Aidan McCool strolled to the free-throw line with a little over two minutes left. It wasn’t exactly crunch time — Maryland men’s basketball held a 38-point lead over Wingate at the time.

But for McCool, a walk-on who had only seen the court one other time prior to Friday afternoon’s game, the moment was all the more special.

He dribbled the ball three times, keeping it low. Spun it in his hands. Then, he released.

It fell through. McCool was officially a college basketball scorer. And his teammates let him know, chanting and embracing him from the sideline.

The day was filled with moments like these. Four Terps got themselves off the scoring mark, part of a performance in which Maryland racked up a season-high 27 assists en route to a 100-58 win.

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“We got guys minutes. It’s really what we wanted to get out of today,” coach Mark Turgeon said. “I don’t know if we could’ve drawn it up any better.”

The Terps — who scheduled the Bulldogs shortly after finding out that their game against Nebraska would be postponed due to a positive COVID-19 test within the Cornhuskers’ program — were without junior guard Eric Ayala, still recovering after tweaking a groin injury against No. 5 Iowa. Hakim Hart took his place in the lineup.

And as the game started, it was Wingate on top, fueled by Francis Sio. The redshirt junior guard impressed early, knocking down a pair of jumpers to push Wingate out in front.

Aaron Wiggins matched Sio’s shot-making, cashing in a three to keep things tight. Still, it wasn’t particularly fluid for the Terps. They turned the ball over on consecutive possessions partway through the first, part of a two-minute stretch where Maryland’s offense stagnated.

Turgeon made his frustration known at the next media timeout, yelling and cursing as he pushed his players to move the ball quicker.



“We got really selfish. Took two really bad shots in a row,” Turgeon said. “I just want guys to play the right way. Play every possession the right way offensively and defensively and we weren’t doing that.”

Turgeon’s tirade seemed to work. The Terps broke out of their stupor, slinging the ball around the perimeter. Cracks began to show in the Bulldogs’ zone defense, with Maryland finding open space around the arc.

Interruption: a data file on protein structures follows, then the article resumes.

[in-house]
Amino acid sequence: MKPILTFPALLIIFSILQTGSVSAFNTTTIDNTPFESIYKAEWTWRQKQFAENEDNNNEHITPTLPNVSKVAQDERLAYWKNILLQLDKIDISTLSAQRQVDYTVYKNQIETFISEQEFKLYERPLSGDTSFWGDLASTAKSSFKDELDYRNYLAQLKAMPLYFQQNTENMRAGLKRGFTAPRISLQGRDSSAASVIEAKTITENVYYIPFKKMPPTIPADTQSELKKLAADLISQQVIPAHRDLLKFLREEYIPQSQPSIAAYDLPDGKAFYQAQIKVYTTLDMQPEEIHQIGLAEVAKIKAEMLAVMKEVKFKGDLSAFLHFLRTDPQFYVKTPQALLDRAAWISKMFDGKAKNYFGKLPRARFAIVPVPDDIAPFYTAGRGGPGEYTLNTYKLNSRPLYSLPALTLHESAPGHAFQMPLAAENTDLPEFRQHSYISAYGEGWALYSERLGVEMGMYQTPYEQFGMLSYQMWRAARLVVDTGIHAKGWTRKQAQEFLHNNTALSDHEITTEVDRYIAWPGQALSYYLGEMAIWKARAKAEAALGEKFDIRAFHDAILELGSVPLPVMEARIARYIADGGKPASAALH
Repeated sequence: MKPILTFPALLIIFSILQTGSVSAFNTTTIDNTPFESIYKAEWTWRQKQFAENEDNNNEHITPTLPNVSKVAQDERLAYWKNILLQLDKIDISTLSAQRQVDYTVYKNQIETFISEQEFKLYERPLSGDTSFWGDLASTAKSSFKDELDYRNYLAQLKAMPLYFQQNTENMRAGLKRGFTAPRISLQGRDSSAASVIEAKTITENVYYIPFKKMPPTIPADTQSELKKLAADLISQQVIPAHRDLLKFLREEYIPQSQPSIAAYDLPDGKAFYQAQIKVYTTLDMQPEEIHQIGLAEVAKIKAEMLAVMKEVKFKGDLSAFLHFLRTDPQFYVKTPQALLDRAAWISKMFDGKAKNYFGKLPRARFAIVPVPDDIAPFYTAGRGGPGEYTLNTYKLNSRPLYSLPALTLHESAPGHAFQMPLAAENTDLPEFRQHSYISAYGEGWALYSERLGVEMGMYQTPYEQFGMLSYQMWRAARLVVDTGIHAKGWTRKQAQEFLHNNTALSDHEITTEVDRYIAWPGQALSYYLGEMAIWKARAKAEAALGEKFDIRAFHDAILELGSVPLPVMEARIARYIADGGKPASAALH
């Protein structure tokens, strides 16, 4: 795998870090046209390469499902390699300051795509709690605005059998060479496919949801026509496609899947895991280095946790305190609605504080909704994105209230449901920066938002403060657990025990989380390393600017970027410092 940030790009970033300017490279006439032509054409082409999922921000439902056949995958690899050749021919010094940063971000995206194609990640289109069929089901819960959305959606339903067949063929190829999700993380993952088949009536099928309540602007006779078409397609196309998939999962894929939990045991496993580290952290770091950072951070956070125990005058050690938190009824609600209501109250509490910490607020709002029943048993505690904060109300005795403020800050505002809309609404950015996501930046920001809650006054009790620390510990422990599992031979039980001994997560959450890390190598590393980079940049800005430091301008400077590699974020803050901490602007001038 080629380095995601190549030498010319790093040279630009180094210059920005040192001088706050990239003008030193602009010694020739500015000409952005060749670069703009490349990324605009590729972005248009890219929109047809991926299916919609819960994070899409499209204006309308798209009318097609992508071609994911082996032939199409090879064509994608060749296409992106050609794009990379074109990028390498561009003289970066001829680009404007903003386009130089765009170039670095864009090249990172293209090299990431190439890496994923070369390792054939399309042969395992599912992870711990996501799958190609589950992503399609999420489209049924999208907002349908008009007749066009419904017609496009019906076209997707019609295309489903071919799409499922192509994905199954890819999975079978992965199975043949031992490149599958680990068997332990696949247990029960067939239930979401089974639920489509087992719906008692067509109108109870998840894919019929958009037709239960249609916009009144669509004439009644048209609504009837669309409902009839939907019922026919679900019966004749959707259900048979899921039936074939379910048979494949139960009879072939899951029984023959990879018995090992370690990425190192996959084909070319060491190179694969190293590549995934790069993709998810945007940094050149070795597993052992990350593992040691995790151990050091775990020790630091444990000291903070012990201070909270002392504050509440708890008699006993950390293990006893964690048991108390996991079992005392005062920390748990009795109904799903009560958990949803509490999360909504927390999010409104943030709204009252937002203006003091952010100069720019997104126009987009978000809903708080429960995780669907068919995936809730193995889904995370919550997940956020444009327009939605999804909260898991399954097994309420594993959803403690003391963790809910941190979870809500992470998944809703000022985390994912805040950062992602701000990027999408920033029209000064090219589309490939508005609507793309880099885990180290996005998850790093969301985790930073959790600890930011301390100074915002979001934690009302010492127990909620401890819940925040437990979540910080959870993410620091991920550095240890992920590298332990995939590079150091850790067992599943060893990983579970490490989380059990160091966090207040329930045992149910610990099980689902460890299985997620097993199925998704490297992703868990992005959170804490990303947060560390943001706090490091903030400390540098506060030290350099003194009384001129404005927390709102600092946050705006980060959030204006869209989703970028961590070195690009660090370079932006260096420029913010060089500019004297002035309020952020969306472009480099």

And Wiggins was the beneficiary, finding open space around the arc, knocking home a pair to triples to give the Terps a 27-23 advantage.

That lead would soon grow, with the junior getting himself more involved in the offense. He notched 21 points — 18 of which came in the opening period. It’s the third time in the last four games that Wiggins has scored at least 17 points, a feat he didn’t match in any of the first 10 games of the season.

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“Getting into a little bit of a flow, we’re moving the ball a lot better as a team, getting guys a lot of open shots,” Wiggins said. “It opens up the court for everybody. Just getting into a flow and staying aggressive, just one thing I try to continue to do.”

And although Sio kept his scoring up, the Bulldogs were unable to overcome Maryland’s growing confidence. Come halftime, their four-point advantage had vanished, replaced by a 47-34 deficit.

The Terps’ lead would only swell in the second, courtesy of a balanced team effort. Smith started the half with a bang, rising through contact to throw down a forceful two-handed jam. It was the highlight of a career-high 13-point display; yet another marker of Smith’s growing sense of belonging within the team.

“It was just a really good feeling, you know, to be able to have that and have [my teammates] support me right there,” Smith said.


Wiggins’ scoring slowed as Turgeon looked to get his bench involved. Still, the Terps didn’t let up. And it was freshman James Graham who became the focal point, pouring in 10 points, all in the second half. They were the first points of his college career.

“I’m happy for him. It’s a very tough situation, but I think he’s more alert to what needs to done for him to help our team be successful,” Turgeon said.

Soon, it was the walk-ons turn to soak in the spotlight. McCool and Brahmbhatt opened their scoring accounts for Turgeon’s squad, as did Arnaud Revaz. Meanwhile, Maryland’s stalwarts — Wiggins, Morsell, Donta Scott — watched along on the bench, a brief, but joyous role reversal amid a season unlike any other.

“That was awesome,” Wiggins said. “It’s just always fun seeing those guys that make us better in practice every single day … go out there and be able to do what they’ve done in practice and contribute to the game.”